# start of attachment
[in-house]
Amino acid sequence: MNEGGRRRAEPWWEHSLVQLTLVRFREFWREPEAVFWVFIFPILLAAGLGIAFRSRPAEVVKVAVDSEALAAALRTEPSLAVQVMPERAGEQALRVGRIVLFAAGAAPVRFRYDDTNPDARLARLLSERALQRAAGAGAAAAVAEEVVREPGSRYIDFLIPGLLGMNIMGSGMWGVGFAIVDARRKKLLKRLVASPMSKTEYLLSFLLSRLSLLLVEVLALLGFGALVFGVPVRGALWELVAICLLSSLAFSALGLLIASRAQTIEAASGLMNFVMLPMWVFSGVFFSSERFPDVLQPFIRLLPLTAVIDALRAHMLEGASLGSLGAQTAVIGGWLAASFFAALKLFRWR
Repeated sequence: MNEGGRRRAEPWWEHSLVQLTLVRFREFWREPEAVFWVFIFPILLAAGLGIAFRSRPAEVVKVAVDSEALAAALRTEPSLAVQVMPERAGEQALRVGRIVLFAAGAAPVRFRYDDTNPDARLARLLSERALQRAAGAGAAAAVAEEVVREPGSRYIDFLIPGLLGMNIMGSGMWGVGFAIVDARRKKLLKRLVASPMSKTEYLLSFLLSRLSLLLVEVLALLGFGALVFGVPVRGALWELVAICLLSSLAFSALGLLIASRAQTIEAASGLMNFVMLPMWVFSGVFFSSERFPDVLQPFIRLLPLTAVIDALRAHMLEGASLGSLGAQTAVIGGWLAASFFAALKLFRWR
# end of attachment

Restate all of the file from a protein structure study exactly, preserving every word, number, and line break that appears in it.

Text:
[in-house]
Amino acid sequence: MNEGGRRRAEPWWEHSLVQLTLVRFREFWREPEAVFWVFIFPILLAAGLGIAFRSRPAEVVKVAVDSEALAAALRTEPSLAVQVMPERAGEQALRVGRIVLFAAGAAPVRFRYDDTNPDARLARLLSERALQRAAGAGAAAAVAEEVVREPGSRYIDFLIPGLLGMNIMGSGMWGVGFAIVDARRKKLLKRLVASPMSKTEYLLSFLLSRLSLLLVEVLALLGFGALVFGVPVRGALWELVAICLLSSLAFSALGLLIASRAQTIEAASGLMNFVMLPMWVFSGVFFSSERFPDVLQPFIRLLPLTAVIDALRAHMLEGASLGSLGAQTAVIGGWLAASFFAALKLFRWR
Repeated sequence: MNEGGRRRAEPWWEHSLVQLTLVRFREFWREPEAVFWVFIFPILLAAGLGIAFRSRPAEVVKVAVDSEALAAALRTEPSLAVQVMPERAGEQALRVGRIVLFAAGAAPVRFRYDDTNPDARLARLLSERALQRAAGAGAAAAVAEEVVREPGSRYIDFLIPGLLGMNIMGSGMWGVGFAIVDARRKKLLKRLVASPMSKTEYLLSFLLSRLSLLLVEVLALLGFGALVFGVPVRGALWELVAICLLSSLAFSALGLLIASRAQTIEAASGLMNFVMLPMWVFSGVFFSSERFPDVLQPFIRLLPLTAVIDALRAHMLEGASLGSLGAQTAVIGGWLAASFFAALKLFRWR